My family went to vineyards that my dad wanted to go to. In the back seat of the car, sat my brother and I silently reading, not complaining, as we drove up and down the California and Oregon coasts. We didn't go visit sites that kids would enjoy. The part I enjoyed was eating out and staying in motels.
My husband's family didn't take many vacations either. So, we have had a lot to learn as a couple. But, we're learning.
Here are a few of the things I've learned...
1. We try to eat one meal (or two) out a day. Our stomachs are used to eating food at home and do better if we follow this pattern. It's also much easier on the finances. Breakfast is a surprisingly expensive meal to eat out in a restauarant. Bagels for my family (without drinks) cost about $25 and a sit down breakfast $50-$60. When we stay in hotels, we stay where they have a contintental breakfast which saves us some money. But, when we are in a rental house, we try to eat breakfast at home.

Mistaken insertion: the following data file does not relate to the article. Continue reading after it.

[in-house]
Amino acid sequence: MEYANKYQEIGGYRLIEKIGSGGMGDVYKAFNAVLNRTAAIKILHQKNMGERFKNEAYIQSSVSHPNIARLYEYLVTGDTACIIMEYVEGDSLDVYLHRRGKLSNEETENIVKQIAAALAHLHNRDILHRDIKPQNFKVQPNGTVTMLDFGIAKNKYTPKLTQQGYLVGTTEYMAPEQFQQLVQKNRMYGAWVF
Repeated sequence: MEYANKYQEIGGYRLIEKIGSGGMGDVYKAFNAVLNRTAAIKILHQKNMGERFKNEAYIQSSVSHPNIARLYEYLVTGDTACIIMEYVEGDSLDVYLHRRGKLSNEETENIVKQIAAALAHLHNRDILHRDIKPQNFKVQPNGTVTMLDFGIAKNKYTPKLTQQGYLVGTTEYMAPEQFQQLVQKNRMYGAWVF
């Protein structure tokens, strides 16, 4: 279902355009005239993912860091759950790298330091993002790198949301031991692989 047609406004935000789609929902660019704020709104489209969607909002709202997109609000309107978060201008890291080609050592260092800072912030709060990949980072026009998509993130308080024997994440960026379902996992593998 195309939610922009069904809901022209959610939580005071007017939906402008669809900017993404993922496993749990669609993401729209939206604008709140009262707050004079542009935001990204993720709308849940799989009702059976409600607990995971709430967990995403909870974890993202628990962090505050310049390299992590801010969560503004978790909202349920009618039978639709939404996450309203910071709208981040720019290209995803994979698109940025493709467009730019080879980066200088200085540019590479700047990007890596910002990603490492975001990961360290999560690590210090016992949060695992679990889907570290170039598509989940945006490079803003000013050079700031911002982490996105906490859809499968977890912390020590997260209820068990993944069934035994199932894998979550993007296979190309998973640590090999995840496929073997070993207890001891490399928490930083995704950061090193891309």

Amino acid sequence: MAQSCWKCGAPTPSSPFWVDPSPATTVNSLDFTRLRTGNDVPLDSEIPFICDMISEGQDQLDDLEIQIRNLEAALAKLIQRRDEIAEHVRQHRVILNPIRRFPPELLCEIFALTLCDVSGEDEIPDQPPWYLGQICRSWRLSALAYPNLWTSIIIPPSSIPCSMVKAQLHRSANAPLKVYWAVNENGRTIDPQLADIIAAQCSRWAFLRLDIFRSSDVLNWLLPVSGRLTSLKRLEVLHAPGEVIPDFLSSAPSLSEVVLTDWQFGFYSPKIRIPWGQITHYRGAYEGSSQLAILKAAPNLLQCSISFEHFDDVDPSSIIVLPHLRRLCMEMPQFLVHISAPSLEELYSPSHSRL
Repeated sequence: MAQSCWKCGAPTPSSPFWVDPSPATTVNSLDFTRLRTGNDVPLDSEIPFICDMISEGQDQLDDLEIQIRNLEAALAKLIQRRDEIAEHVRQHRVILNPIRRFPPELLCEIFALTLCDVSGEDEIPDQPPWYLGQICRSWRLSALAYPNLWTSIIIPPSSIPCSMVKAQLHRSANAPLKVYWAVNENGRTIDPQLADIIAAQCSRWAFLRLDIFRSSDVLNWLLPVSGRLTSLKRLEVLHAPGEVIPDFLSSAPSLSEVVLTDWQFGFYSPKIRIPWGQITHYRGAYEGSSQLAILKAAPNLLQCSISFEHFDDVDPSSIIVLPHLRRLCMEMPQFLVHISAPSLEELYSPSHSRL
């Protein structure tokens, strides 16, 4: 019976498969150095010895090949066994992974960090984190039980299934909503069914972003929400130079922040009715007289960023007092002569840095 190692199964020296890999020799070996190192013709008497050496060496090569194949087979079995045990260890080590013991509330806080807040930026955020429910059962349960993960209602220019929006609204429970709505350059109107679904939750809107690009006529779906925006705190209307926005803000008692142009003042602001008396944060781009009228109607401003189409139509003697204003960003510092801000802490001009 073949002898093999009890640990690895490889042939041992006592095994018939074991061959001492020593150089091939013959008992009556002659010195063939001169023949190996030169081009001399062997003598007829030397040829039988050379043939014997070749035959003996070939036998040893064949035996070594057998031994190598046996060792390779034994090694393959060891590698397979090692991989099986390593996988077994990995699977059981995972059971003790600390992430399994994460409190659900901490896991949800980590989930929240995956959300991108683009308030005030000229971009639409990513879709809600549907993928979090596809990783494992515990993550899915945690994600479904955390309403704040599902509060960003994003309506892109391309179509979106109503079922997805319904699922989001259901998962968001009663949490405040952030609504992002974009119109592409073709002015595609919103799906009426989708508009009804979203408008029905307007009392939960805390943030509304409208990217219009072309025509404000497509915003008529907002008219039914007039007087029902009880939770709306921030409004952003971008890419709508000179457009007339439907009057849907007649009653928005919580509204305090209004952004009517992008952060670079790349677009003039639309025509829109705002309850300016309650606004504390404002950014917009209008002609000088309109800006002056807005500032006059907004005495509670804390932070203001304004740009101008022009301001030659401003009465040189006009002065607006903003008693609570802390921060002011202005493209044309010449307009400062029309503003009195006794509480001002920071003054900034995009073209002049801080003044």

2. I make a plan ahead of time for meals and activities. It isn't a rigid plan. But, typically, our phones and computers don't get a lot of cell coverage in rural areas, so I write down addresses for our GPS and do research ahead of time to find things to do. I pick a variety of things that my husband and kids enjoy. Different hikes, museums (I try to look and see if there are any free hours), restaurants for the meals I think we'll eat out, and any special sites I think would be fun to visit.
3. I have forms. Last week, I had a volunteer interview for 4h and I had to answer several questions about organization. My answer to one question that I use a lot of forms. I use forms for everything. I use a form for the kids to pack their clothes (which worked well except that I need to add on a space for a belt!). I use a form for packing kitchen supplies that won't be at the house we're staying in. I use a form for general family packing. My forms have made packing so much easier for my family. It's still a ton of work to get ready for vacation, but I just go item by item down the list until everything is packed.